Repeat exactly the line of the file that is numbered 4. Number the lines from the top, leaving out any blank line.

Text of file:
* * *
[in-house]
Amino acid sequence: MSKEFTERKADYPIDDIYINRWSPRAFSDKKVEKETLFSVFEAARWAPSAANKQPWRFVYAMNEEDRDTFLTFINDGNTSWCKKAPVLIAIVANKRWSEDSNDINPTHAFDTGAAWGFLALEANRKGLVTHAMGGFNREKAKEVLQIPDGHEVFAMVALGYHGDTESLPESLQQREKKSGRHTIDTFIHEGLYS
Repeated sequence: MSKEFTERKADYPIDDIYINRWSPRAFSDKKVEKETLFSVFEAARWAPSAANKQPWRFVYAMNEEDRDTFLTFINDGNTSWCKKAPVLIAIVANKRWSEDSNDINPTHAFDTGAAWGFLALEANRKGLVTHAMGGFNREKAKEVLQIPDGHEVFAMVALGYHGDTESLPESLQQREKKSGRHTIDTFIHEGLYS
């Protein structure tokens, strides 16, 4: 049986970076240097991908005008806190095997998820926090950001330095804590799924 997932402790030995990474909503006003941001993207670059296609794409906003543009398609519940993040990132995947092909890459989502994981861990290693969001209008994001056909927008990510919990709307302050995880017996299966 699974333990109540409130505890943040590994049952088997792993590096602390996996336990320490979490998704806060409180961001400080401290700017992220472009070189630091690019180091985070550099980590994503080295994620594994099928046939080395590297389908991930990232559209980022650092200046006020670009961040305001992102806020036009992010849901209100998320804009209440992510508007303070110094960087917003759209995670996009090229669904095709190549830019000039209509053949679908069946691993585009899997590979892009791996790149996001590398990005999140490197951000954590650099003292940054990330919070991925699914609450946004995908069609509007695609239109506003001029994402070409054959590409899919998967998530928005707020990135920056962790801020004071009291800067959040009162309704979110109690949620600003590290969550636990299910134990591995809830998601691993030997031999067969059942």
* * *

């Protein structure tokens, strides 16, 4: 049986970076240097991908005008806190095997998820926090950001330095804590799924 997932402790030995990474909503006003941001993207670059296609794409906003543009398609519940993040990132995947092909890459989502994981861990290693969001209008994001056909927008990510919990709307302050995880017996299966 699974333990109540409130505890943040590994049952088997792993590096602390996996336990320490979490998704806060409180961001400080401290700017992220472009070189630091690019180091985070550099980590994503080295994620594994099928046939080395590297389908991930990232559209980022650092200046006020670009961040305001992102806020036009992010849901209100998320804009209440992510508007303070110094960087917003759209995670996009090229669904095709190549830019000039209509053949679908069946691993585009899997590979892009791996790149996001590398990005999140490197951000954590650099003292940054990330919070991925699914609450946004995908069609509007695609239109506003001029994402070409054959590409899919998967998530928005707020990135920056962790801020004071009291800067959040009162309704979110109690949620600003590290969550636990299910134990591995809830998601691993030997031999067969059942």